‘By doing something half a centimetre high, you are more likely to get a sense of the universe than if you try to do the whole sky.’Swiss artist, Alberto Giacometti
There’s no denying the fact that larger paintings can dominate a room, their sheer scale making it nigh on impossible for you to miss them. However, small paintings can still pack a powerful punch which is why for many artists throughout history, small paintings have been an important part of their oeuvre.
Dutch Baroque painter, Rembrandt Harmenszoon van Rijn created nearly 100 self-portraits in his lifetime. This Self Portrait (1630) is just 15 x 12.2 cm and it has a few stories to tell. Having been originally purchased in Rotterdam, the Netherlands, for the sum of just 35 Florins, it featured in several collections before finally ending up in the National Museum in Stockholm, Sweden, in 1956 until it was stolen in an armed robbery in December 2000. The painting was recovered in Copenhagen in 2005, just in time for the Dutch Golden Age Exhibition.
The paintings from the Golden Age were generally small, designed to cater to the Dutch population’s quintessential affection for their land and home during the 17th century. In the twenty-year period from 1640 to 1659 alone, a staggering 1.3-1.4 million paintings were produced in the Netherlands which is quite something when you consider that the population at mid-century was around 2 million. Reports of the time describe large numbers of paintings on display even in relatively modest households, and inventories show that small oil paintings were well within the reach of many Dutch citizens, costing in some cases less than household linen or a piece of furniture (Grijzenhout and van Veen, 1999, p. 1)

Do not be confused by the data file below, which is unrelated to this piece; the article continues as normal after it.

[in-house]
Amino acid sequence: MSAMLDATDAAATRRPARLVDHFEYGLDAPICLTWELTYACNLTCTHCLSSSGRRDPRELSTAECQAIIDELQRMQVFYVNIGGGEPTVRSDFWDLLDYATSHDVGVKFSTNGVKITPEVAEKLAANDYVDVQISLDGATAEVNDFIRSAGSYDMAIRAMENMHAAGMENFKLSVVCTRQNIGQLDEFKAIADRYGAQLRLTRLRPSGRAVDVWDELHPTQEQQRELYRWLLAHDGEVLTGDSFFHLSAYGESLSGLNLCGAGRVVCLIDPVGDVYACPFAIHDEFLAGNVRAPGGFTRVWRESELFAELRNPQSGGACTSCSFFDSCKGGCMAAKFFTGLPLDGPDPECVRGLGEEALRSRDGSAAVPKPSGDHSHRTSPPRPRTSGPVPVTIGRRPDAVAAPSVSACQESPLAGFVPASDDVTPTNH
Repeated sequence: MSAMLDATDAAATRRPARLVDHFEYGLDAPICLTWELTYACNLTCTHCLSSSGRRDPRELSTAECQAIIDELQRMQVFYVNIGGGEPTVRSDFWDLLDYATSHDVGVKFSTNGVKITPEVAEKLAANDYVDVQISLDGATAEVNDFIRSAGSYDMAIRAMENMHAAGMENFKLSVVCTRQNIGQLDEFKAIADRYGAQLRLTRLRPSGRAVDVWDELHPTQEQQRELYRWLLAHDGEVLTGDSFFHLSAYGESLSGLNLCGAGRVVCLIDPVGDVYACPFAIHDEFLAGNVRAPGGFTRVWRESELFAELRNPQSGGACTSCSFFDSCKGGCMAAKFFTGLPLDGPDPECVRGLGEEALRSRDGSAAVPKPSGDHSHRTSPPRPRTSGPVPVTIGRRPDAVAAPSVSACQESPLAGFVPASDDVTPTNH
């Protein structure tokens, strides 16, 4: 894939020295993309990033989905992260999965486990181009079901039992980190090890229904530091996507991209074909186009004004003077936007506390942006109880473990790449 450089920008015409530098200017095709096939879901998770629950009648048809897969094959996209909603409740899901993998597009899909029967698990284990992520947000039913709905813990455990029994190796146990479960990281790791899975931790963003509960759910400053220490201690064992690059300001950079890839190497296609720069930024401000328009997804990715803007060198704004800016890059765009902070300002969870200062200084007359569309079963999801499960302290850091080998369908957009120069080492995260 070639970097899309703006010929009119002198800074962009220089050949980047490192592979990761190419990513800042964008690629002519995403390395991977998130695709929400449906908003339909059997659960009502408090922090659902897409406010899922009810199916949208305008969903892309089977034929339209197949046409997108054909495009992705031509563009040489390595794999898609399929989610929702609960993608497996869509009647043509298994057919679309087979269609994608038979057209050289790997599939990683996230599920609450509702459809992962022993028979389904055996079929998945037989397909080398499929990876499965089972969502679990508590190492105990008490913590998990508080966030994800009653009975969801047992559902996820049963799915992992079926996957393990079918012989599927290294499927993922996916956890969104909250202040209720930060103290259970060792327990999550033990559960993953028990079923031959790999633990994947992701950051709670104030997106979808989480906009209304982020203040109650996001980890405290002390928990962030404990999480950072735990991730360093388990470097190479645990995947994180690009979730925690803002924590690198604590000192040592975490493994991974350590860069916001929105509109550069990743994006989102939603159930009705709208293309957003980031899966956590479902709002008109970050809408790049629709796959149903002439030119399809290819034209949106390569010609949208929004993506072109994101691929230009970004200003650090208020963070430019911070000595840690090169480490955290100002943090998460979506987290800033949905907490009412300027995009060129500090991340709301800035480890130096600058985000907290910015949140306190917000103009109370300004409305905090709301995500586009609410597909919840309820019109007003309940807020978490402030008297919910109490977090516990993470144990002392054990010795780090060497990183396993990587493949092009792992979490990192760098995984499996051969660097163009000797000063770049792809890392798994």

Like the Dutch population of the Golden Age, this affection for the home is never stronger than today, as, across the globe, we find ourselves spending more time at home during the COVID crisis.
As we started Cavaliero Finn exhibiting artwork in a house rather than a gallery, we have always shown small paintings alongside larger works. Houses lend themselves to having interesting places to hang small art whether on a pillar, over a fireplace, sitting on a mantel or over a cooker high or low, above and below, or side by side, there’s always room for a small one.
South London based painter, Tony Beaver frequently plays with scale in his paintings, generally with his trademark black background recreating the style of the Dutch masters. Instead of a portrait though, Tony’s subjects are more unusual, his most famous being the humble potato, elevated in status as it hovers in the black space each potato like a Dutch portrait, each one different in personality, no one the same. Tony says:
“I like the way a small painting offers up the subject like a jewel in a box or a photograph of a distant planetTony Beaver
Often working in small scale allows the artist an opportunity to paint on different mediums, like panel or wood, or in the case of our artist Gill Rocca, cast enamel. Sometimes these materials are not feasible on a large scale due to the weight, cost or accessibility but these varied surfaces can create interesting textures that often can’t be achieved on canvas. A particular favourite of ours is Gill’s stunning miniature series. We are drawn to the tactile, object-like quality of them, the fact that they can be held in the hand. The artist manages to achieve the almost impossible in these paintings, encompassing the vastness of nature on the smallest of surfaces. This work is proof that you don’t need something large scale to capture a big expanse.